Solar Loans 101

Mosaic’s new home solar loan offering is the last piece to the puzzle for a complete solar finance ecosystem for homeowners. As the price of installed solar power has dropped precipitously over the past 5 years from $10/watt down to around $3/watt, solar enthusiasts and more recent converts have decided to “go solar.” Residential solar installations in the past required a large upfront investment by the homeowner since financing in the past was largely unavailable. The price of a solar system ends up being for the average American similar to the price of a car; the price range can vary dramatically but for most people will fall in between $5,000 – $20,000. The difference between the purchase of a car and a solar system is that the purchase of a solar system is a long-term financial investment that makes you money.

Residential Solar Finance 101

Large solar power installations have always been driven by rigorous financial analysis, but over the past few years the same could be said for residential solar systems. The two numbers that homeowners want to know about a potential solar system are:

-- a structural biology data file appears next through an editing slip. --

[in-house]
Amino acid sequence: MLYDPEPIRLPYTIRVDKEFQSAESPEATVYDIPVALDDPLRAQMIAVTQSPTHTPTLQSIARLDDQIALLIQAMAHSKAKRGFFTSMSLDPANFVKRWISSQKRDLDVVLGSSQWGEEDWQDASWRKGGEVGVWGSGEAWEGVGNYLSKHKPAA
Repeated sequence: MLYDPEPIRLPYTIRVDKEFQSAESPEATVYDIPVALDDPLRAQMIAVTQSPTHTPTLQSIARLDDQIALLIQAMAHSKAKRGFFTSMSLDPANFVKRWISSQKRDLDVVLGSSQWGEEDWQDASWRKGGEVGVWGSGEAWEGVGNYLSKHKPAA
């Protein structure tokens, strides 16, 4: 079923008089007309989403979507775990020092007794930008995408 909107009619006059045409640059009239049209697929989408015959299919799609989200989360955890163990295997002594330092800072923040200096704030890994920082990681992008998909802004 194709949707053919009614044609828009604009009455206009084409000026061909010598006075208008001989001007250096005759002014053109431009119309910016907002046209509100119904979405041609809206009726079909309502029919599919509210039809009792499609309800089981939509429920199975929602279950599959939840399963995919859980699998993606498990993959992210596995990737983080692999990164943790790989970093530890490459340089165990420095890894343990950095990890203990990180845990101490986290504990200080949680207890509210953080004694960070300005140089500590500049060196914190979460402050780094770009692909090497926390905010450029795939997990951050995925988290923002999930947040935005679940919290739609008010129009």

1.      Price per kW (kilowatt) installed

2.      ROI (Return on Investment)

Price per kW Installed

Price per kW (kilowatt: 1 kilowatt = 1000 watts) installed is the final price a homeowner will pay to an installer for a completed installation on their home. If a homeowner buys a 2 kW (2 kW = 2000 watts) solar installation at $3/watt their upfront cost will be 2000 x $3 = $6,000.

Payback Period

Simple payback period is a metric used to determine how fast a financial investment pays for itself. Payback period is the number of years it takes an investment to recoup all the upfront cost.

To continue with our example, let’s say our homeowner who purchased the 2 kW solar system saves $1,000 per year in electricity costs. In a simplified calculation the homeowner saves $1,000 per year for 6 years and at that point will have saved $6,000. Since it takes this homeowner 6 years to make back the $6,000 initially invested, the payback period of this solar system is 6 years.

30% Federal Tax Credit

A great incentive for homeowners that has been increasing the number of solar installations is the 30% Federal Tax Credit (sometimes shortened to “FTC”). If a homeowner buys and owns the solar system on their home they receive a 30% tax credit from the federal government. A good thing to know is that the 30% Federal Tax Credit is in effect until the end of 2016.

To apply the 30% Federal Tax Credit to our example homeowner. Although the homeowner still buys their solar system for $6,000 they will receive an $1,800 tax credit in their first year effectively making their first year savings $2,800 ($1,000 energy cost savings + $1,800 from the 30% Federal Tax Credit). Since the homeowner will still save $1,000 per year in energy cost savings the ROI of their solar investment with the Federal Tax Credit is now down to 4.2 years!

Residential Solar Leases